Fermented bean paste? Doesn’t exactly scream party in your mouth.
And yet we happily slurp it in that salty, savory soup doled out every time we sit down for sushi. That’s because miso really is a flavor bomb worth knowing.
So let’s start there. Miso is a broad term for pastes made from fermented cooked soybeans that are aged, sometimes for years.
Miso has origins in China, but is best known for its role in Japanese cooking, where it is used in soups, sauces, marinades, glazes and dressings.
There are many varieties of miso, which can vary widely in color and flavor intensity based on how long it is aged and which ingredients are added.
Sweet white miso, for example, is made from fermented soybeans and rice, then aged for just a few months. The result is a smooth paste with a sweet, salty, savory flavor and a light golden color.
Move up to red miso — usually made with barley instead of rice and aged for up to three years — and both color and flavor get more intense.
Your best bet is to stick with sweet white miso. Its mellow savory-sweet flavor is versatile and pleasant; the stronger miso can be an acquired taste.
Misos are widely available at most grocers, usually refrigerated in the produce section alongside other Asian ingredients. While there are less expensive options, try to get an organic brand. Many cheaper varieties are poorly made and use flavor and color additives to compensate.
Now that you have it, what do you do with it?
Soup is a gimme. Bring some water to a simmer and add thinly sliced veggies — carrots, shiitake mushrooms, cauliflower — and some cubed tofu. Simmer briefly, then add 2 to 3 tablespoons of miso mixed into ¼ cup of water (this helps it dissolve better than adding the miso directly to the soup). Simmer briefly, then slurp.
Miso also makes a great glaze for salmon. Mix ⅓ cup miso with 2 tablespoons lime juice, 1 tablespoon water, 1 clove minced garlic, 1 teaspoon wasabi powder and 1 teaspoon soy sauce. Spread over salmon, then broil 3 minutes uncovered, then another 5 minutes covered with foil.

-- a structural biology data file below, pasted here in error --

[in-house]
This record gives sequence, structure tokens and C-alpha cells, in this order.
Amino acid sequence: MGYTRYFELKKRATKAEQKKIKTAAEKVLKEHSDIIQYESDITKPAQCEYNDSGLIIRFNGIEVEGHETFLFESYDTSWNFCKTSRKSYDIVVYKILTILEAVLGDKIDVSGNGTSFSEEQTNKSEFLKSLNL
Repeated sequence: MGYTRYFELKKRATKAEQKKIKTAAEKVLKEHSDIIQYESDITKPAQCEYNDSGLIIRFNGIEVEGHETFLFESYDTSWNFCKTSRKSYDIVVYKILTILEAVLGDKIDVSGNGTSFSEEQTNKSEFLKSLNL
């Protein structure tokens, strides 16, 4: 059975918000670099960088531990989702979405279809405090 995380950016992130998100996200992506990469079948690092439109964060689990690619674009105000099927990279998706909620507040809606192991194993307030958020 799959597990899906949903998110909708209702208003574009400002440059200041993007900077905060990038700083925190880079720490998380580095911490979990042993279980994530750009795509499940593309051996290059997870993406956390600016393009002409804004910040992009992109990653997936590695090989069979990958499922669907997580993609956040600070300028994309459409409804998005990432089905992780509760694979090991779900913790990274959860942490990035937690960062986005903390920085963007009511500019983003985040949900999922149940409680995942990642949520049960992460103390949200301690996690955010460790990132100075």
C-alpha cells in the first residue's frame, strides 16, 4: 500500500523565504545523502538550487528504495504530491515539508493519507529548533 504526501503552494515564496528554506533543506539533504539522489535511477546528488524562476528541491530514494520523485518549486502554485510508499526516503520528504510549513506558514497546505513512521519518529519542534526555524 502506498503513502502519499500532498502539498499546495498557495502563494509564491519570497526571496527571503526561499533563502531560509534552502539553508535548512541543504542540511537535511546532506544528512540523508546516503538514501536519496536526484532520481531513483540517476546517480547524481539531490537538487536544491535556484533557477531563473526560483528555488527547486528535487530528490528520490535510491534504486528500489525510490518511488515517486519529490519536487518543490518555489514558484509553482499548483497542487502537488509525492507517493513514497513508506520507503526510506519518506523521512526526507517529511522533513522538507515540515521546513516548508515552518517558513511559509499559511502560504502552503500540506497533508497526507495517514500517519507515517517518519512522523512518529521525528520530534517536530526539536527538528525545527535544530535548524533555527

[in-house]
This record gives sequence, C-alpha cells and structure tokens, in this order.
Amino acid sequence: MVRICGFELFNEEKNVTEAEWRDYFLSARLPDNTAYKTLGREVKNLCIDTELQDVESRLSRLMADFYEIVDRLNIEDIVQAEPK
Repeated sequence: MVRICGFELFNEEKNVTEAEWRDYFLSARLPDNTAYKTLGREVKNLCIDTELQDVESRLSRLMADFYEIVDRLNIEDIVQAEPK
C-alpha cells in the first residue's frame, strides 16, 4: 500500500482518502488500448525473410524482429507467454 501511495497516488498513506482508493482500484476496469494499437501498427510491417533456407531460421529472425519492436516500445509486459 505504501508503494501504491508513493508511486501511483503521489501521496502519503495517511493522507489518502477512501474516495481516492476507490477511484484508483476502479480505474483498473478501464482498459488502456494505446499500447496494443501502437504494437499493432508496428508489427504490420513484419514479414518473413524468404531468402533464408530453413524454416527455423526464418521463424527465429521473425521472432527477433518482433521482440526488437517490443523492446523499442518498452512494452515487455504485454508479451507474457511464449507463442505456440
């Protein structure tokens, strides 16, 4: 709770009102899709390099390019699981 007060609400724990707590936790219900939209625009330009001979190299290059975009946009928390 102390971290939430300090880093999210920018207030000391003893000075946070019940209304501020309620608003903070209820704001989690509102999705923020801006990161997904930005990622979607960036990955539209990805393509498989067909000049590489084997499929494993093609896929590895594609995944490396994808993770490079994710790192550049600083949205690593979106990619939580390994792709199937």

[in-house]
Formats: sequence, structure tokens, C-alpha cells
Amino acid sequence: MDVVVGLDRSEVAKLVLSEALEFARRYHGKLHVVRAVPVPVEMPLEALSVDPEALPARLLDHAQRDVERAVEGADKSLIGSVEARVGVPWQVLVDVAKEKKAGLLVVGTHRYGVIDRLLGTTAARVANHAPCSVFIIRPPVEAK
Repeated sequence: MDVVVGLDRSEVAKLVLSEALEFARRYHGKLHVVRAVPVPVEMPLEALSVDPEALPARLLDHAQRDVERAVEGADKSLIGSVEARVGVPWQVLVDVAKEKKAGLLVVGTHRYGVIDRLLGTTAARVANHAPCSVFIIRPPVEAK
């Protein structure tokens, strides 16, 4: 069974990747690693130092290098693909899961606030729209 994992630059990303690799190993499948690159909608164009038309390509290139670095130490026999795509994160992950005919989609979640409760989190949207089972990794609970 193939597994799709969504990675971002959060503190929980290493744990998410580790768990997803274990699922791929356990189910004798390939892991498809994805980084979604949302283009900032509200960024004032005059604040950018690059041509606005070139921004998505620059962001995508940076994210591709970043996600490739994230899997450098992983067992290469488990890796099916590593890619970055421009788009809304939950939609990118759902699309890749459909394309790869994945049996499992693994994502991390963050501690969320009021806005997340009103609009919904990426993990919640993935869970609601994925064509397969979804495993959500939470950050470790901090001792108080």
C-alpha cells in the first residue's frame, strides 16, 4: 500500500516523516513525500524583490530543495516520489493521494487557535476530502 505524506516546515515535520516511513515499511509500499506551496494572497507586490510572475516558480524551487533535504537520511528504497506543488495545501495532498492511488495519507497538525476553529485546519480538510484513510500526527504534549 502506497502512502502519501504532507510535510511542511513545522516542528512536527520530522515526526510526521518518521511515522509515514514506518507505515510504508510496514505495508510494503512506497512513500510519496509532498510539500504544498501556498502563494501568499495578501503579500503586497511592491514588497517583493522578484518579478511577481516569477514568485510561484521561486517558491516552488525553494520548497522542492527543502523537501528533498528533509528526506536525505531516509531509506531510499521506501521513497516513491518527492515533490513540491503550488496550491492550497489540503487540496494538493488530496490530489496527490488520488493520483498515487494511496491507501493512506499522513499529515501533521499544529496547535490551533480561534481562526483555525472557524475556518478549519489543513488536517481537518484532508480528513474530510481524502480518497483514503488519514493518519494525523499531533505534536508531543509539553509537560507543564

Asian food not your style? Miso still can pack tons of flavor in the foods you love. Mix 1 or 2 tablespoons into mayonnaise for a killer burger condiment. Or heck, mix the miso directly into your ground meat before forming the patties.
Also try sweet white miso mixed into tomato rice soup, mashed potatoes and cream sauces for pan-fried chicken.
Or give in to total comfort and try it in this 20-minute easy mac and cheese.
Miso Mac and Cheese
Start to finish: 20 minutes
1 pound elbow pasta
1 tablespoon olive oil
Two 3 1/2-ounce containers (2 cups) shiitake mushrooms, thinly sliced
8-ounce container creme fraiche
3 tablespoons sweet white miso
1½ cups grated Parmesan cheese
1½ cups shredded Cheddar cheese
1 teaspoon garlic powder
¼ teaspoon hot sauce
Salt and ground black pepper
Bring a large saucepan of salted water to a boil. Add the pasta and cook according to package directions. Reserve ¼ cup of the cooking water, then drain and set aside.
Meanwhile, in a large, deep skillet over medium heat, heat the oil. Add the mushrooms and sauté until well browned, about 6 to 7 minutes.
Move the skillet off the heat. Mix together the creme fraiche and miso, then stir that and the Parmesan, Cheddar, garlic powder and hot sauce into the mushrooms.
Once the cheese has melted, add the drained pasta. Mix, drizzling in some of the reserved pasta cooking water to get desired consistency, until the pasta is coated. Season with salt and pepper.
Nutrition information per serving (values are rounded to the nearest whole number): 519 calories; 123 calories from fat (24 percent of total calories); 14 g fat (6 g saturated; 0 g trans fats); 26 mg cholesterol; 70 g carbohydrate; 30 g protein; 4 g fiber; 1,058 mg sodium.
J.M. Hirsch is the national food editor for The Associated Press. He is author of the recent cookbook, “High Flavor, Low Labor: Reinventing Weeknight Cooking.” He also blogs at jmhirsch.